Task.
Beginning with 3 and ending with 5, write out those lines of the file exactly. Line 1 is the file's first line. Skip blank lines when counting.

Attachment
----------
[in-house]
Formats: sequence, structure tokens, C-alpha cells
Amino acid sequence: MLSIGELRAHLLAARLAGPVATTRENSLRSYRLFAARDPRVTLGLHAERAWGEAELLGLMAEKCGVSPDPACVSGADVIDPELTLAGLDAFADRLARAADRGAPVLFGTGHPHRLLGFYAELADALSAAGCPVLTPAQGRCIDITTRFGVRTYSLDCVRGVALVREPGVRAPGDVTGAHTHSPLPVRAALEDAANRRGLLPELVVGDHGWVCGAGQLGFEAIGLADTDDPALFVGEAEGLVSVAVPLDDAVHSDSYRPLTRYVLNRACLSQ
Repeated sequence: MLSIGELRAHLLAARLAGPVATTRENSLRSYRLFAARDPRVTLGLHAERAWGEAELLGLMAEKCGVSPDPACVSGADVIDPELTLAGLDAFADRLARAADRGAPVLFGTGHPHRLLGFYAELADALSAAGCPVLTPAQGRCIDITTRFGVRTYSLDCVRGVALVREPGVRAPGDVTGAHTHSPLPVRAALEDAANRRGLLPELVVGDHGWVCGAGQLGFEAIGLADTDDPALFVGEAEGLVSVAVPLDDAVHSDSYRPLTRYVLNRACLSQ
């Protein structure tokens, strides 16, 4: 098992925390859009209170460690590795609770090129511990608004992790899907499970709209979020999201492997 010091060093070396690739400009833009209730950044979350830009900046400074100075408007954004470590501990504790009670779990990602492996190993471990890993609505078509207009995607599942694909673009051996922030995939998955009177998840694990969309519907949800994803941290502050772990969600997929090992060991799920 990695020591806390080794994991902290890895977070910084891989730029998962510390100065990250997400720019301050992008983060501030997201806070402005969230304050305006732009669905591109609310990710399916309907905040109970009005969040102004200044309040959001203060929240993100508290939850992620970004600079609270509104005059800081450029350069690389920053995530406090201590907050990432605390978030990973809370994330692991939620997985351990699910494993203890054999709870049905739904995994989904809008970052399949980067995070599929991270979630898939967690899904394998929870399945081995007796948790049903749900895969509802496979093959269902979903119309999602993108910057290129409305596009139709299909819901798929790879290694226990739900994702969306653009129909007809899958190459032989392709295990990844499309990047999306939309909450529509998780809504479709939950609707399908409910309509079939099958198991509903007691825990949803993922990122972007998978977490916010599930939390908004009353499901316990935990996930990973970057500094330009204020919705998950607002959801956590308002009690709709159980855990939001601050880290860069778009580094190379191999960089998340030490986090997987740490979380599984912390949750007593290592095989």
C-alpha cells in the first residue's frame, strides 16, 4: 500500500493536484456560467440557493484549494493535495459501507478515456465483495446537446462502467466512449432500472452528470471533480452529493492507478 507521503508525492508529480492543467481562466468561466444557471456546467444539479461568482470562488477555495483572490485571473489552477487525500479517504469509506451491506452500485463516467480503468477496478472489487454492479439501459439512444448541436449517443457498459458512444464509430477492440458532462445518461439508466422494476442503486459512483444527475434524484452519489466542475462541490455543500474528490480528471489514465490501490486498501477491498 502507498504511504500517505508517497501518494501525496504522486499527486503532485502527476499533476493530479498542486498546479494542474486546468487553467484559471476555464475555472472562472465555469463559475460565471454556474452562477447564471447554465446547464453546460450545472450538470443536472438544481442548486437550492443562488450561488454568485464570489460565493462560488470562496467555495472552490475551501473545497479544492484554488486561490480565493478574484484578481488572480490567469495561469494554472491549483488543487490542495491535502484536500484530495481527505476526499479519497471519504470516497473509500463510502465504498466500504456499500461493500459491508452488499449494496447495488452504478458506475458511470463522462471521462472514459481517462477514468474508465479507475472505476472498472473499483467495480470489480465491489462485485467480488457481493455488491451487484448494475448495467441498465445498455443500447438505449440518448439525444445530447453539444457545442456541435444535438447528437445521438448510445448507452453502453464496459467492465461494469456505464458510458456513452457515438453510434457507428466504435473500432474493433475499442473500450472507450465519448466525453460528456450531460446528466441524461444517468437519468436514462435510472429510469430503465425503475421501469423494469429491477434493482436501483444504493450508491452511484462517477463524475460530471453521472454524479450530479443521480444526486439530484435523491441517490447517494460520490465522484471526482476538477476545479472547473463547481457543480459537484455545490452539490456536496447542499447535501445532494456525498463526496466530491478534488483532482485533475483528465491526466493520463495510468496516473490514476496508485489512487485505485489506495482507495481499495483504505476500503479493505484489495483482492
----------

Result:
Amino acid sequence: MLSIGELRAHLLAARLAGPVATTRENSLRSYRLFAARDPRVTLGLHAERAWGEAELLGLMAEKCGVSPDPACVSGADVIDPELTLAGLDAFADRLARAADRGAPVLFGTGHPHRLLGFYAELADALSAAGCPVLTPAQGRCIDITTRFGVRTYSLDCVRGVALVREPGVRAPGDVTGAHTHSPLPVRAALEDAANRRGLLPELVVGDHGWVCGAGQLGFEAIGLADTDDPALFVGEAEGLVSVAVPLDDAVHSDSYRPLTRYVLNRACLSQ
Repeated sequence: MLSIGELRAHLLAARLAGPVATTRENSLRSYRLFAARDPRVTLGLHAERAWGEAELLGLMAEKCGVSPDPACVSGADVIDPELTLAGLDAFADRLARAADRGAPVLFGTGHPHRLLGFYAELADALSAAGCPVLTPAQGRCIDITTRFGVRTYSLDCVRGVALVREPGVRAPGDVTGAHTHSPLPVRAALEDAANRRGLLPELVVGDHGWVCGAGQLGFEAIGLADTDDPALFVGEAEGLVSVAVPLDDAVHSDSYRPLTRYVLNRACLSQ
């Protein structure tokens, strides 16, 4: 098992925390859009209170460690590795609770090129511990608004992790899907499970709209979020999201492997 010091060093070396690739400009833009209730950044979350830009900046400074100075408007954004470590501990504790009670779990990602492996190993471990890993609505078509207009995607599942694909673009051996922030995939998955009177998840694990969309519907949800994803941290502050772990969600997929090992060991799920 990695020591806390080794994991902290890895977070910084891989730029998962510390100065990250997400720019301050992008983060501030997201806070402005969230304050305006732009669905591109609310990710399916309907905040109970009005969040102004200044309040959001203060929240993100508290939850992620970004600079609270509104005059800081450029350069690389920053995530406090201590907050990432605390978030990973809370994330692991939620997985351990699910494993203890054999709870049905739904995994989904809008970052399949980067995070599929991270979630898939967690899904394998929870399945081995007796948790049903749900895969509802496979093959269902979903119309999602993108910057290129409305596009139709299909819901798929790879290694226990739900994702969306653009129909007809899958190459032989392709295990990844499309990047999306939309909450529509998780809504479709939950609707399908409910309509079939099958198991509903007691825990949803993922990122972007998978977490916010599930939390908004009353499901316990935990996930990973970057500094330009204020919705998950607002959801956590308002009690709709159980855990939001601050880290860069778009580094190379191999960089998340030490986090997987740490979380599984912390949750007593290592095989």